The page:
Dec. 02, 2011

Stab a potato!

by Lynn Brunelle

In this Tabletop Science video, see how you can use the power of air pressure to stab a potato with an ordinary drinking straw.

Video by lynnbrunelle

Activity 1: Stab a potato

What you need

  • A raw potato
  • A plastic drinking straw

What You Do

    1. Hold the potato in one hand.
    2. Try pushing the straw into it. Does it work? Does the straw collapse?
    3. Now place your finger over the end of the straw and then jam it quickly through the potato.
    4. The straw goes right through!

What’s going on?

Why does this happen? The edges of the plastic drinking straw are very thin and because they’re thin, they make a good knife. Pushing the straw slowly into the potato doesn’t work because the sides of the straw are too flexible and they collapse. But when you place your finger over the end, you trap air molecules inside the straw, and those molecules compress under the pressure created when you jab the straw into the potato -- they keep the sides of the straw strong so the ends can cut through the potato.

Try it!

Try it with other fruits and vegetables. But do NOT try it on you -- it will cut into you, too.

Activity 2: The Mighty Plungers!

What happens when you take two old fashioned plungers and stick them together? Pulling them apart is a lot harder than you think.

What You Need

  • 2 old fashioned red rubber-wood-stick plungers
  • Water
  • Two strong people

What You Do

  1. Wet the rims of each plunger.
  2. Hold one plunger in your hands with the plunger part pointed away from you. Face a friend who his/her plunger facing you.
  3. Push them together hard enough that air escapes.
  4. Now try and pull them apart.
  5. Can you do it?

What’s Going On?

Air pressure is keeping the plungers together.

When you push the two plungers together, air is forced out of the cavity that the insides of the plunger bells make when pushed together. This reduces the air pressure inside the cavity.

The air pressure in the atmosphere surrounding the outside of the plungers -- 14.7 pounds per square inch (psi) -- is greater than the low pressure area you created between the two plungers. So the atmospheric pressure pushes in on the plungers keeping them together.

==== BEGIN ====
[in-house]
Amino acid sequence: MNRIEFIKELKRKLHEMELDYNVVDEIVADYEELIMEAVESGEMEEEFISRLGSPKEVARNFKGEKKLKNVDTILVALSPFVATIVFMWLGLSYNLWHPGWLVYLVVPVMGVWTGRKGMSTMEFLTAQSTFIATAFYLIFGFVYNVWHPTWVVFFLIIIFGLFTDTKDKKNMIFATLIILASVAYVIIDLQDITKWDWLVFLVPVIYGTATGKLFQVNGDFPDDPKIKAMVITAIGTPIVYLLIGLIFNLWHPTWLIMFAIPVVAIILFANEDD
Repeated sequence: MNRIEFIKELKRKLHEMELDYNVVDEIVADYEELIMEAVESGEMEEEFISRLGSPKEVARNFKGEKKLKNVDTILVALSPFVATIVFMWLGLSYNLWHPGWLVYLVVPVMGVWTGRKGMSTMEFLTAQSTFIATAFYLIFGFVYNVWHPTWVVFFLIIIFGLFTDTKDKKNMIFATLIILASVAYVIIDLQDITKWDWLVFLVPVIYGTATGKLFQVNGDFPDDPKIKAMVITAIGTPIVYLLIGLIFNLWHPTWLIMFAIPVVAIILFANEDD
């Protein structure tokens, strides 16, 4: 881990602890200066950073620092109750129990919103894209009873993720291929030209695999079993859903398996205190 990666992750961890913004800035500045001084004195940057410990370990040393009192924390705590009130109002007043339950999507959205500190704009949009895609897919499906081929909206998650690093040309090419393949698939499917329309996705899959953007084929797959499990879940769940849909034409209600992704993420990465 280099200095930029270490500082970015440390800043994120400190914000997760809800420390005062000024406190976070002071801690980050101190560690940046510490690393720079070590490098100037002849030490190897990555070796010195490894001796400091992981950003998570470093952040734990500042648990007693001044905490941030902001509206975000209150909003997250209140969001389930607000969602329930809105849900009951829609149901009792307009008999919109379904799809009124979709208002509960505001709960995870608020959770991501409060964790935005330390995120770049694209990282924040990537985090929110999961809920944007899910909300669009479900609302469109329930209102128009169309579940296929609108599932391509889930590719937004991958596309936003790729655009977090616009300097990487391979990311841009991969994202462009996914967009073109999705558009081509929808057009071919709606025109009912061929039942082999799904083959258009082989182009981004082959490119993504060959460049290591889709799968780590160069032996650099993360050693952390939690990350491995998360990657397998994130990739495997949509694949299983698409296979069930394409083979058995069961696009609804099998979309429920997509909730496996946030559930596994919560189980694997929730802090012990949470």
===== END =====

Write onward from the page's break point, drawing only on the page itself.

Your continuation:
Activity 3: The Unwilling Wad of Paper!

Here’s something you’ll never be able to do no matter how hard you try. Air pressure will win EVERY time.

What You Need

  • Empty pop bottle
  • Small wadded up paper towel
  • A Deep breath

What You Do

  1. Place an empty plastic pop bottle with no cap on its side on a table.
  2. Wad up a small piece of paper towel to make a ball about ½ the size of the bottle’s opening.
  3. Place the ball in the mouth of the bottle.
  4. Now try to blow the paper into the bottle by using your breath.
  5. Try as hard as you can.
  6. Can you do it?

What’s Going On?

Why is this so impossible? The bottle isn’t empty. It’s filled with air molecules and those molecules are pushing out. By blowing, you're trying to force the paper -- along with more air -- into the bottle. There's nowhere for the air already inside the bottle to go, except back out the mouth of the bottle, taking the paper ball with it. It’s air pressure that makes this trick impossible.

Activity 4: The Old Air Pressure Upside-down, Don’t Spill a Drop Glass of Water Trick

Air pressure is everywhere. We have about a mile of air molecules above us at any given time pushing down, in, and up on us all the time. It’s the atmosphere. And it never stops pushing. The pushing is air pressure. You can see it in action in the following experiment, where you can flip a glass full of water upside down without spilling a drop.

What You Need

  • A drinking glass
  • Water
  • Sink
  • A playing card (The Ace of Spades or the Joker are always good choices for a magic trick.)

What You Do

  • Fill your glass up to the very top with tap water. The water should come right up to the edge of the mouth of the glass.
  • Hold the glass over a sink and place the playing card over the top. Hold the card in place firmly and turn the whole thing upside down.
  • Carefully remove your hand, leaving the playing card in place. (Don’t jiggle the card!)
  • The card stays put and the water stays inside the glass even though it’s upside down!

What’s Going On?

Turn a glass of water upside down and gravity pulls the water down every time. So, how does the playing card on the glass defy gravity? For one thing, there needs to be water to create a seal. Water molecules are built in such a way that they cling to one another. But mostly it’s all about air pressure. The air is pushing on us all the time. When you put a card over the water, it’s balanced. Pressure is pushing in and up and down. Flip it over and there is a balance. The pressure of the atmosphere is greater than the weight of the water so the card and the water stay put. But watch it! Bump the card and the water comes pouring out.

About Lynn Brunelle

Lynn Brunelle is a four-time Emmy Award-winning writer for the television series Bill Nye the Science Guy. An editor, illustrator, and award-winning author, Lynn has created, developed, and written projects for PBS, NPR, and Disney, among others.

The views expressed are those of the author and are not necessarily those of Science Friday.

Science Friday® is produced by the Science Friday Initiative, a 501(c)(3) nonprofit organization.

Science Friday® and SciFri® are registered service marks of Science Friday, Inc. Site design by Pentagram; engineering by Mediapolis.